For the last five years, Jobs for the Future (JFF), alongside many of our Pathways to Prosperity partners and beyond, have been testing this approach in states across the country, fueled by funding from the U.S. Department of Education’s Education Innovation and Research (EIR) program, which tests and scales evidence-based innovations to improve student achievement and attainment. We’re beginning to see dual enrollment partners blur the lines between K-12 and postsecondary education, build new systems, and redefine the student experience. Each of these initiatives pushes the field forward, contributing to learning across multiple sites and of benefit to all. The work isn’t done, but we’re learning what works and continuously improving to make sure these innovations stick.    

Strengthening What Works

The growing popularity of dual enrollment is clear: While community college enrollment overall has declined for almost the last 15 years, the number of students under age 18 enrolled in college has climbed every year in the same time period. In the last year alone, all 50 states introduced 527 bills related to dual enrollment policies and practices to increase access, affordability, and portability of credits. And we’re seeing high school and college partnerships evolve beyond the mechanical pieces of dual enrollment into a more comprehensive approach that includes co-designing, co-advising, and embedding dual enrollment in education-to-career pathways systems.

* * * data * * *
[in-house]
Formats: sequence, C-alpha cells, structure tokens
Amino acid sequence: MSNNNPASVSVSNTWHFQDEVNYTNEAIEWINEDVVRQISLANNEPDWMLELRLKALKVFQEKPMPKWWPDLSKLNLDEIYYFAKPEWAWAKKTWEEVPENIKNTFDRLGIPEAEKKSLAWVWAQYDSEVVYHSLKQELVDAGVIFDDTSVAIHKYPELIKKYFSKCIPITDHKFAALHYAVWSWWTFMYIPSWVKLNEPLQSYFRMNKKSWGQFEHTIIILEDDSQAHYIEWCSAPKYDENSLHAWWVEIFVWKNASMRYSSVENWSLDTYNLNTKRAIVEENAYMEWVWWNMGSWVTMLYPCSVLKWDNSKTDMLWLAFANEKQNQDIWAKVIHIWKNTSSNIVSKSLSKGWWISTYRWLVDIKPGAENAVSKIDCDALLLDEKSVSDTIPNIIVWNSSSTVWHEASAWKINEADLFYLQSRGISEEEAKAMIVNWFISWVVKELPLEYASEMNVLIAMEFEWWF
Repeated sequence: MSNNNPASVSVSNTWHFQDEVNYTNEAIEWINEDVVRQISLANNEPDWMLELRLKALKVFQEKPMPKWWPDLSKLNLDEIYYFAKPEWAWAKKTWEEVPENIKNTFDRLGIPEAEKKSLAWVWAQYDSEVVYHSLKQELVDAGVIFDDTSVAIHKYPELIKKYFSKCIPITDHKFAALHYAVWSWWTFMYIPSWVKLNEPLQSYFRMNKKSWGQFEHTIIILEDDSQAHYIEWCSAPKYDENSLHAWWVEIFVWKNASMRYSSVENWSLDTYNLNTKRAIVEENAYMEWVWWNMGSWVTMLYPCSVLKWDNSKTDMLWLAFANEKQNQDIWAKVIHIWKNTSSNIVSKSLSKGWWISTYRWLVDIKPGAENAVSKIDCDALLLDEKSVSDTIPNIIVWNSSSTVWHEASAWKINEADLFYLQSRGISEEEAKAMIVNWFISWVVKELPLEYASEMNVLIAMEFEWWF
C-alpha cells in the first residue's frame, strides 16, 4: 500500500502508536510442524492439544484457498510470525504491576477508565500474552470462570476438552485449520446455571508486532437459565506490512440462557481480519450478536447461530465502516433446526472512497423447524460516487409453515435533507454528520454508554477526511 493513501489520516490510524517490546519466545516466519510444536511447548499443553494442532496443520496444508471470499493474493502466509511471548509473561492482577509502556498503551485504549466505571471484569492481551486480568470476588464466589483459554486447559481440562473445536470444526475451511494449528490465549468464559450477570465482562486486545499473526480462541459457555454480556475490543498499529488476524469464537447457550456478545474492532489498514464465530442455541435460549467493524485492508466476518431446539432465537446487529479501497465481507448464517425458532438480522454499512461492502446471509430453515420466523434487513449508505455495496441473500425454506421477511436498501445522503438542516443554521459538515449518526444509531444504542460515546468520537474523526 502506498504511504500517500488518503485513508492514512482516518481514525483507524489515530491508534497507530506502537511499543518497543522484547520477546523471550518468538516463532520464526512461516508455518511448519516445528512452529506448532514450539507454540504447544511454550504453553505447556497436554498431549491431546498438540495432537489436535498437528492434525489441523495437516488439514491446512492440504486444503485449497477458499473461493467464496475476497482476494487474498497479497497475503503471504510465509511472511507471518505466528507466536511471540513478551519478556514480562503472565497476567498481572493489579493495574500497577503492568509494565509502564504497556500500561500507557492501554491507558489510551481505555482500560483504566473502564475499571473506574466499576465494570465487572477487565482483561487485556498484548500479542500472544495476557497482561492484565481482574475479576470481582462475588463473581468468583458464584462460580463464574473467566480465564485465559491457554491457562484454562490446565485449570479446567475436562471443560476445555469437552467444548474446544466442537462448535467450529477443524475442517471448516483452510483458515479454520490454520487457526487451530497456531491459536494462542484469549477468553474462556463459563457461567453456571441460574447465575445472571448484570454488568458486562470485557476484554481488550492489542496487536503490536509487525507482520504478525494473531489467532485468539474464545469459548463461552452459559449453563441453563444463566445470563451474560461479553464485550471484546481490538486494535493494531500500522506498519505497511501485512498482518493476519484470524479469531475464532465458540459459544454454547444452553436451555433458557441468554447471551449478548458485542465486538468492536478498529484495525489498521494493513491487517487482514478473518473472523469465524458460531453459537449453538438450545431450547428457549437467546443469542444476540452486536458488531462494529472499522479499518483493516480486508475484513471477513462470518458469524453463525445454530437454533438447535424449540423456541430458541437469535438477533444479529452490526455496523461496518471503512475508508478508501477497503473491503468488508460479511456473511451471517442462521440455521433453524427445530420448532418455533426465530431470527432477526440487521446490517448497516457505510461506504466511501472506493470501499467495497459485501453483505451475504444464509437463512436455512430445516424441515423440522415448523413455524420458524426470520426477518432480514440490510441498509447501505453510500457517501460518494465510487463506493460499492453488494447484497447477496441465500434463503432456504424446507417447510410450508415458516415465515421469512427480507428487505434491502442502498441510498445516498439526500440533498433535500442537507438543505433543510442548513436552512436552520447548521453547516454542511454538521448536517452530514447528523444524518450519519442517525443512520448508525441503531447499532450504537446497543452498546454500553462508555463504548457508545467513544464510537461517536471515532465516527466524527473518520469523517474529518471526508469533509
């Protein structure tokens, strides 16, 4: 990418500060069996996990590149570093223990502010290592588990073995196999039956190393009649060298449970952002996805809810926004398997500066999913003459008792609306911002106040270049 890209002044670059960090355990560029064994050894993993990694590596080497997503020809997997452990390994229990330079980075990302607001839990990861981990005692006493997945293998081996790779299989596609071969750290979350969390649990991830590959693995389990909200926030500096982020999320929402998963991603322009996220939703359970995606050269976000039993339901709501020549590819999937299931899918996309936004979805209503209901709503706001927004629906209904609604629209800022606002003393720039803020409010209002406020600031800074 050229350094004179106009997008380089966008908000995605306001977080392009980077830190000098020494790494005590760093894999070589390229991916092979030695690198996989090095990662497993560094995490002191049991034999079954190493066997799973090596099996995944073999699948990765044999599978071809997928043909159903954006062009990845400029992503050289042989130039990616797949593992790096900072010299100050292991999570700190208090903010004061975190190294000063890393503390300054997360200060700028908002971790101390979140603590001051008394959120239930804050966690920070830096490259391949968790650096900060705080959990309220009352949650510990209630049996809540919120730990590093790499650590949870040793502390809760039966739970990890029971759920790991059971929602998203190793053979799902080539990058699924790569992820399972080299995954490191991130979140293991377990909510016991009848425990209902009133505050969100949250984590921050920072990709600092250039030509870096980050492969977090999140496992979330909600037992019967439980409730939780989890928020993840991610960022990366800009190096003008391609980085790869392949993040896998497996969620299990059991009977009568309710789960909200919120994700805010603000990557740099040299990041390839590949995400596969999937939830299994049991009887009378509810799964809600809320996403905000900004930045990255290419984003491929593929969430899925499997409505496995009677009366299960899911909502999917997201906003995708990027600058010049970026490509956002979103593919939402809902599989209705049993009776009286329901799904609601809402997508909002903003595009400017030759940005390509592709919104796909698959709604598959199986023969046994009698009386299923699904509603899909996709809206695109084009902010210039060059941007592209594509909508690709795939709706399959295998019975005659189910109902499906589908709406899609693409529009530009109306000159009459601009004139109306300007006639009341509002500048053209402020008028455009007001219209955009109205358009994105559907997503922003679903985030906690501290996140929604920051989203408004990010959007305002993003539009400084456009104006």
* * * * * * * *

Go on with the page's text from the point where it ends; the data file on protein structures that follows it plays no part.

In many ways, this is great news; we want more students completing more dual enrollment credits. More than that, however, we want to ensure students are taking strategic dual enrollment courses—courses proven to open doors to the most postsecondary credentials and accelerate students toward valuable degrees. We need to move away from random acts of dual enrollment and instead embed dual enrollment courses grounded in education-to-career pathways.

That work has flourished in Texas, in partnership with the Texas Education Agency in the Lone Star STEM initiative, with over 1,000 students in computer science and cybersecurity pathways deeply supported through STEM curriculum. The state’s longstanding early college high school and related designations allowed partners to strengthen their dual enrollment course offerings to better align to the tech industry. The pathways were supported by the state’s newly defined STEM Framework and growing Texas EcosySTEM , emphasizing early STEM exposure and learning to better prepare students as they progressed toward college credit attainment.